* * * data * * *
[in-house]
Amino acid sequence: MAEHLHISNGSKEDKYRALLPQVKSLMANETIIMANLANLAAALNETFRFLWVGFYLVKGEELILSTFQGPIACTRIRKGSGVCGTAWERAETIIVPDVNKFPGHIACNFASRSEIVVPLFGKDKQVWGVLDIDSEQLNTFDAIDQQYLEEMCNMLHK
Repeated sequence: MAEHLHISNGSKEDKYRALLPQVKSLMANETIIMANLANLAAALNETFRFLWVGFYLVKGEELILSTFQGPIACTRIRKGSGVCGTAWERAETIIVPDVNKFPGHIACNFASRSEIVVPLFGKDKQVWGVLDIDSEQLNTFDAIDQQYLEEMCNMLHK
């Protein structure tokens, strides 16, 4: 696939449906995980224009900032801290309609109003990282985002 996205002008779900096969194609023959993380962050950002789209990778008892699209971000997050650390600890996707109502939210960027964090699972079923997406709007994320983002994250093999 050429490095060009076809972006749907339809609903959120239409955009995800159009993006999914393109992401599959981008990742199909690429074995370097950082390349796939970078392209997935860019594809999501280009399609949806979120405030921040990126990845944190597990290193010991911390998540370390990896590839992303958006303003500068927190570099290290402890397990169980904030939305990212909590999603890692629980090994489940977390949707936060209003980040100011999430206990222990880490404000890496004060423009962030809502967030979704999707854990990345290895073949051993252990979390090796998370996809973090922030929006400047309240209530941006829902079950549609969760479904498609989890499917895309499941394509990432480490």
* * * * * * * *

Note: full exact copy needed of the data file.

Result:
[in-house]
Amino acid sequence: MAEHLHISNGSKEDKYRALLPQVKSLMANETIIMANLANLAAALNETFRFLWVGFYLVKGEELILSTFQGPIACTRIRKGSGVCGTAWERAETIIVPDVNKFPGHIACNFASRSEIVVPLFGKDKQVWGVLDIDSEQLNTFDAIDQQYLEEMCNMLHK
Repeated sequence: MAEHLHISNGSKEDKYRALLPQVKSLMANETIIMANLANLAAALNETFRFLWVGFYLVKGEELILSTFQGPIACTRIRKGSGVCGTAWERAETIIVPDVNKFPGHIACNFASRSEIVVPLFGKDKQVWGVLDIDSEQLNTFDAIDQQYLEEMCNMLHK
């Protein structure tokens, strides 16, 4: 696939449906995980224009900032801290309609109003990282985002 996205002008779900096969194609023959993380962050950002789209990778008892699209971000997050650390600890996707109502939210960027964090699972079923997406709007994320983002994250093999 050429490095060009076809972006749907339809609903959120239409955009995800159009993006999914393109992401599959981008990742199909690429074995370097950082390349796939970078392209997935860019594809999501280009399609949806979120405030921040990126990845944190597990290193010991911390998540370390990896590839992303958006303003500068927190570099290290402890397990169980904030939305990212909590999603890692629980090994489940977390949707936060209003980040100011999430206990222990880490404000890496004060423009962030809502967030979704999707854990990345290895073949051993252990979390090796998370996809973090922030929006400047309240209530941006829902079950549609969760479904498609989890499917895309499941394509990432480490």